One day Capcom is going to release a true Street Fighter collection. There will be no more all Street Fighter II versions with some combined abomination and a release from the III to placate fans; nor will there be absences of materials and modes that fans have become used to. No, one day there will be an almighty package that includes all things Street Fighter and then, and only then, will those still interested in the series be able to enjoy themselves without fear of having to dole out another $30-40 for an as yet unannounced follow-up in the semiannual collection packages series. It’s impossible to deny these games though, and you would be doing yourself a disservice in trying to do so.
Ultimately Street Fighter Alpha Anthology is a treasure trove of SFA memorabilia. Sure, there is quite a bit more Capcom could have done to get the collection just right, but what they have given us is very good. If you really like Street Fighter Alpha, then there is no reason you should pass this game up. If you haven't played much of the Alpha series, but are just a fan of fighters, you still owe it to yourself to play these great games, and at such a bargain price, it won't perform a shoryuken punch on your wallet. Now let's just wait and see if Capcom ever decides to release a Vs. compilation...
To many people, the Street Fighter series brings back memories of the times you were in elementary/middle/high school, when you'd hang out at the donut shop after school, putting your quarter up on the machine and waiting patiently to either cream or get creamed by your opponent. To me particularly, the Street Fighter Alpha series brings me back to this shady and dark arcade, its only source of light emitting from the screens, located in an ethnocentric mall. It smelled of deep-fried sesame breads and coffee, but I always remember waiting for my turn to play Street Fighter Alpha 3. These memories and connotations are now made more readily available to us by Capcom's swift decision to anthologize the series in a PS2 disc and calling it Street Fighter Alpha Anthology (or Street Fighter Zero: Fighter's Generation in Japan).
Overall, the Anthology is a really solid collection, although it draws most of its strength from Alpha 3, which is really superior to all the previous iterations of the series. Having the original arcade versions of them is another royal flush for fans of the series, as they’re quite hard to get, along with the rarity of half of these titles. I’ll end by saying that if you want to play the best fighting series ever made, Street Fighter, and you want to play it right, faster than the original and EX 3D versions, along with it being quite a lot more technical than those two, of which the EX series usually ends up being clumsy in comparison, play the Alpha iterations. You won’t regret it.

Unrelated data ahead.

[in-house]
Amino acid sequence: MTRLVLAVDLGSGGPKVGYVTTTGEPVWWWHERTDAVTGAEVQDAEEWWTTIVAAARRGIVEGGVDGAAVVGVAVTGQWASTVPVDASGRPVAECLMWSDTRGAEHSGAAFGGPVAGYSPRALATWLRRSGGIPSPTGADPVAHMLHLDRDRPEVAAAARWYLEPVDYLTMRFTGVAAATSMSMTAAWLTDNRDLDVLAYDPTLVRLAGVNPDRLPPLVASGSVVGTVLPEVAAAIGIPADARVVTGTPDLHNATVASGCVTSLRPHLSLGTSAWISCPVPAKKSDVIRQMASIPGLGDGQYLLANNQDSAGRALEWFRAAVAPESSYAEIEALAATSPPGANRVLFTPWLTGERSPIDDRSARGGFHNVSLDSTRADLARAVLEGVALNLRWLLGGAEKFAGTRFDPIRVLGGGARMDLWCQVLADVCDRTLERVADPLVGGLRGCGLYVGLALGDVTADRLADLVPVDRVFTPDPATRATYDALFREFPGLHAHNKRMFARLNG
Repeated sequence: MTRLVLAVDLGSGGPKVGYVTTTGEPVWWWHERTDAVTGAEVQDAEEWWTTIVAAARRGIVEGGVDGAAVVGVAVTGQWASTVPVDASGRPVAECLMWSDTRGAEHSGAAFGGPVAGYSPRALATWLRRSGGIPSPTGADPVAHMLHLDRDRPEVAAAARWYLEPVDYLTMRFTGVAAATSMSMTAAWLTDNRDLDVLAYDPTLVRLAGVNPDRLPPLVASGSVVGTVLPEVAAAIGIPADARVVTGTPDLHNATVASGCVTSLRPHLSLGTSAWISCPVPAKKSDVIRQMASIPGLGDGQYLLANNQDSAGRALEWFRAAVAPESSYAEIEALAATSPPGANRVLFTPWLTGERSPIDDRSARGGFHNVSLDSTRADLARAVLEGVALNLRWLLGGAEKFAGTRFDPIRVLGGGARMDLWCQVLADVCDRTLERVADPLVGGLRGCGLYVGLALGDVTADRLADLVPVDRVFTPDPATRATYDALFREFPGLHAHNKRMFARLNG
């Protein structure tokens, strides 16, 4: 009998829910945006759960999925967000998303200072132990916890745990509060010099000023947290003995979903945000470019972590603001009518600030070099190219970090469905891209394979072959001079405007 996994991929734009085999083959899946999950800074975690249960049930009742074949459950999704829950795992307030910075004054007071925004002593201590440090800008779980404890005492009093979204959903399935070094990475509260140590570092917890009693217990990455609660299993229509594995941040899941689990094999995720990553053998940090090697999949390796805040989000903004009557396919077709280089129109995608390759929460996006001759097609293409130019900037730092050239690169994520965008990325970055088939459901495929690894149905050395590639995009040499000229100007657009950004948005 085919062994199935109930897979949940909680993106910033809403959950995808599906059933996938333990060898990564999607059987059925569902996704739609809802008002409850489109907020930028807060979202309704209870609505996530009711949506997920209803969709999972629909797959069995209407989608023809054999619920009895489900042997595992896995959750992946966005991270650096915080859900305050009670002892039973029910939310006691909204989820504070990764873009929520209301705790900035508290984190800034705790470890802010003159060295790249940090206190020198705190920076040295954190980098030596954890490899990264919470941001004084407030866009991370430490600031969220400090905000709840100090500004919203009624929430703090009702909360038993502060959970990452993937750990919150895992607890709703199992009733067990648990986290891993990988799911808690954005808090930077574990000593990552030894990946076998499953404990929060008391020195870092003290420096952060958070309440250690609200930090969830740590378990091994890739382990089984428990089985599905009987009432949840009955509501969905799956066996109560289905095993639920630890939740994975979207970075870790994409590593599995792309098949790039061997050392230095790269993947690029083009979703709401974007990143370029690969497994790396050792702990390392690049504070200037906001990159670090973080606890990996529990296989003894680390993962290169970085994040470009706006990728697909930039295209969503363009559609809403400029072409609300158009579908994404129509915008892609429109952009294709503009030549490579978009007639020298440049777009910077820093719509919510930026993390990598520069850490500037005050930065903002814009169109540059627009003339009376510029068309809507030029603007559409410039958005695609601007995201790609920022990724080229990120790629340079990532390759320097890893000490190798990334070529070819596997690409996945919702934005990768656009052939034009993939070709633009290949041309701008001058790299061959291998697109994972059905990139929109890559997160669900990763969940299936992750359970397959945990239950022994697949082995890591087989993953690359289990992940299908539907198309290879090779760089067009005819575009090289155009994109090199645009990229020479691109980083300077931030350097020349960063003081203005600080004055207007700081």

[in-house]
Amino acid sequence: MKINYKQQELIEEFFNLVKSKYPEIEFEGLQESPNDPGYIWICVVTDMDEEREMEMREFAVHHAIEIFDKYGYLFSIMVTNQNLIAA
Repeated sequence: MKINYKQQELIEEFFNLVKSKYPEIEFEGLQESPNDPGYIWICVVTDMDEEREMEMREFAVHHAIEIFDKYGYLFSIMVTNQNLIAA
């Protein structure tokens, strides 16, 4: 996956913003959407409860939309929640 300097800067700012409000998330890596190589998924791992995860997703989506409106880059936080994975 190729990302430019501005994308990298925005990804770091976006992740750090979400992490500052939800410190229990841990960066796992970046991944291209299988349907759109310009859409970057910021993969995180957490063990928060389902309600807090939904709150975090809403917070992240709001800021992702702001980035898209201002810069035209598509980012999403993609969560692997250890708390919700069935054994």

The latest collection of Capcom classics holds true to the company's habits of faithful recreations of popular games. The Alpha series is now available on one handy disk, and it's all as you'll remember.
Although the Street Fighter Alpha Anthology probably won’t make any SF disparagers have a change of heart, there are plenty of unlockable features and gameplay modes to keep veterans busy for a long time. This collection is the quintessence of 2D fighting, and with the slim price of $29.99 USD there’s no reason for hardcore fighting fans to not have this anthology in their possession.
All three of the SFA games are fantastic fighting experiences, but I would have loved to see some semblance of added content with this title. Capcom's other collections included interesting videos and extras to complement the ports, but this one is extremely bare-boned. If that doesn't bother you, don't hesitate to drop the $29.99 for some classic fighting games.
Indeed, where each title on the disc has its own relative strengths and weaknesses, every one of them is perfectly playable and enjoyable even alongside more recent releases. Your choice of character will also probably influence which game you play most - any Birdie players out there (massive respect to you all) will likely plump for Alpha 2 before he was messed about in 3, while those that use newer characters have no choice but to go for Alpha 3. Or indeed Hyper, the glorious culmination of the entire Alpha series. Give Capcom your money. Do it. You will seldom see a better investment of twenty quid and whether you have fond memories of the Street Fighter series or (somehow) you're just getting into it, Alpha Anthology is about as essential as beat-'em-ups come.
Ah, the days of wailing on opponents stuck in screen corners. Has it really been slightly more than a decade since the original Street Fighter Alpha came out? Pinch yourself, then pinch yourself again, because Capcom’s gone and released the ultimate Alpha anthology, and yes, it holds up just fine if you’re partial to fighters that don’t flash polygons and swooshy 3D camera angles, and which (mostly) forego depicting women as nimble-limbed exhibitionists of bouncy over-the-shoulder-boulder-holders. In fact as nostalgia grails go, Street Fighter Alpha Anthology’s as good as golden.